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School Nursery Class numbers


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Hello all

I am just trying to find out if other Nursery classes (part of a school setting) are experiencing a drop in numbers this year and if so are there any reasons that this might be the case?

 

We are a 52 part time nursery class and although numbers at Induction were relatively healthy (86) we have had a significant drop out rate - the most that I have know in the 11 years I have worked in the Nursery. We are offering 13 30 hour places (about 16 applied) but as we work in family groups of a ration 1:13 we thought this was the best logistically.

 

There are various reasons (or not at all :angry: ) for the drop outs but for some it is because we do not offer flexibility and extended hours.

It is such a shame as we are an Ofsted recognised outstanding provider with an amazing and exciting outdoor and indoor environment but that does not sit well with parents who want greater flexibility.

 

I would welcome your thoughts and experiences on numbers. We are in Birmingham.

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Hi, I was having a discussion with a friend of mine who it sounds like is in a similar position to you. Her nursery class starts at age 3 (it's a school nursery) and she has low numbers this year. We thought it might be due to the fact that in her area quite a lot of families are eligible for 2 year old funding, so are taking this in other settings and therefore starting nursery sooner elsewhere - many wouldn't be eligible for the 30 hour funding at 3 anyway. She felt they would be better taking some 2s... Just a thought! x

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I think schools will have to start to address a different model for providing nursery - the idea of a fixed morning only for 15hrs etc is becoming less attractive in a climate where parents are being promised everything by govt.

 

Some academy schools are anecdotally starting to change their admissions policy to allow nursery children priority which mainstream cannot do currently. There was some talk previously of being able to do this with a view to schools who take funded twos being able to minimise transitions for those vunerable children - although this has disappeared again.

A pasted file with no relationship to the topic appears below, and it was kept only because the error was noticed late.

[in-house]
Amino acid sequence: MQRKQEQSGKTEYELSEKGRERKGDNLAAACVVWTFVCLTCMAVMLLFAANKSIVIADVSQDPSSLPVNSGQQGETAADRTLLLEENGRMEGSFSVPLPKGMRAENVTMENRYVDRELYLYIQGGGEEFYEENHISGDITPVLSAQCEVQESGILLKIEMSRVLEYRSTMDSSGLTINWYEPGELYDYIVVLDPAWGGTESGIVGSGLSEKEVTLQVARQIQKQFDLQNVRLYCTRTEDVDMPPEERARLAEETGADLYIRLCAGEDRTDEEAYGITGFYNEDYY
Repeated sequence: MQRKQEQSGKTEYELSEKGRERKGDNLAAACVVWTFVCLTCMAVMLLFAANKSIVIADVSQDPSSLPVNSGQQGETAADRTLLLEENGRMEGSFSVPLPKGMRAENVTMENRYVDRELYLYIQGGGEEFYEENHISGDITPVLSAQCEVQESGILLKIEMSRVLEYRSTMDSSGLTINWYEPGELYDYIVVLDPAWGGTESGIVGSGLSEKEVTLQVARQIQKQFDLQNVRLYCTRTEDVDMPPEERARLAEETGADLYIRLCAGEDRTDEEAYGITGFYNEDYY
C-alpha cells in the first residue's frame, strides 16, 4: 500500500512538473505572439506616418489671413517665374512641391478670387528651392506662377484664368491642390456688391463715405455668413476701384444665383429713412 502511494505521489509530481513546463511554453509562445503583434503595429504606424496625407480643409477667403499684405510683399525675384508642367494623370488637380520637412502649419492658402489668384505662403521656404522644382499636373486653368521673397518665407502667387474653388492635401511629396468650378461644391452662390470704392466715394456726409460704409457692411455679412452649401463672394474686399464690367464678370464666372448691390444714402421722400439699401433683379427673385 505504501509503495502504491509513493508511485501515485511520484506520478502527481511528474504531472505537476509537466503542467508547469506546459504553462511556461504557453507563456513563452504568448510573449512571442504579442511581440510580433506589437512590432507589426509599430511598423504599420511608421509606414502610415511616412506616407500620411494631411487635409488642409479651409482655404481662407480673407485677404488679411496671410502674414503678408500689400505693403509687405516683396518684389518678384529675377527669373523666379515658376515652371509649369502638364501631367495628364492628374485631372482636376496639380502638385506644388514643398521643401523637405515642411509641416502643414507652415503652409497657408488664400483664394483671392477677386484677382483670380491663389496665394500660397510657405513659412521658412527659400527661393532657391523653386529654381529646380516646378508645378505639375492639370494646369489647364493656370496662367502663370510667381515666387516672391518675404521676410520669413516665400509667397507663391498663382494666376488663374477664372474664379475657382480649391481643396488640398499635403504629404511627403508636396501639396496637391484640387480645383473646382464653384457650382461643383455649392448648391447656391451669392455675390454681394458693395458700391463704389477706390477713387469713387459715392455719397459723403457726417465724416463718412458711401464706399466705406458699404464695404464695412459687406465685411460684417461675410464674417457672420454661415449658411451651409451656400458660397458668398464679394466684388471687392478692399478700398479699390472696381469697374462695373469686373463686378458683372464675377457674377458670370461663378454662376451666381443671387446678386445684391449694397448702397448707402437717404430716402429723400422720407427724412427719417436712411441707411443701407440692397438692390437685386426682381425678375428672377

Addressing wraparound and flexibility may be the way schools will have to go. The irony is that schools will always be available in areas of lower income and deprivation etc, which childcare businesses may well avoid. This is often the case in maintained nursery schools, who are typically outstanding and providing for the most disadvantaged (see HMCI report a couple of years ago). When the funding for nursery schools ceases to make them viable will other businesses be there to pick up the more disadvantaged who won't be paying top ups etc. in the way schools can do.

 

There is room for a mixed economy - but schools have a place to play and if school nursery classes and MNS start to go then ultimately I think it will be the least well off in society who will lose out.

 

Cx

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We are a nursery school in Birmingham and we have also experienced a change in how parents want to access their provision. About 24 months ago we started admitting 2 year olds following a similar position to yourself and this has had a large impact on our numbers as children stay with us for their 3 year old provision before starting reception. We are currently in a birth rate drop in Birmingham which from Children's Centre information will pick up again next year and continue to rise on current trends. We have also started offering 2.5 days and allowing parents to top up/ add staying for lunch following a morning or prior to an afternoon session. We are in an area of high deprivation which means that we have minimal numbers of parents eligible for the 30 hour offer and limited numbers of parents able to pay to top up but these measures are currently keeping us afloat.

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Hello all

thank you for taking the time to respond. It has helped. I had not thought about the 2 year olds having an impact (I don't know about how the funding and criteria is for them - will have to google it). We have explored before and after school club, call it what you will. We even went down a long road of survey, financing etc to provide a purpose built mobile on site but we could not get it. As for breakfast club... parents requested it and then numbers began to drop so we had to abandon that too!

Dmccallin81 - do you have a separate room for your 2 year olds? We are thinking of taking some rising threes in January but need to put a bit more thought into this (and quickly too!).

 

Catma I quite agree with you about the value that school nurseries and Nursery schools play and you are absolutely right about having to rethink a different kind of model if this was to continue. Low numbers in Nursery impact on the amount we send into Reception (and then not all who are with us at the moment will come to our school.) Sending few into Reception means that there are challenges that they too will face (but then many schools without a Nursery also face these challenges and cope.)

Changes are a coming... we've just got to change too!

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We do have a separate two year old/rising three room for children to be dropped to and for a dedicated hour within the session but for the remaining two hours children in our 3-4 year old and 2-3 provision free flow across the rooms allowing broader provision for all children while maintaining some focussed time for both age groups.

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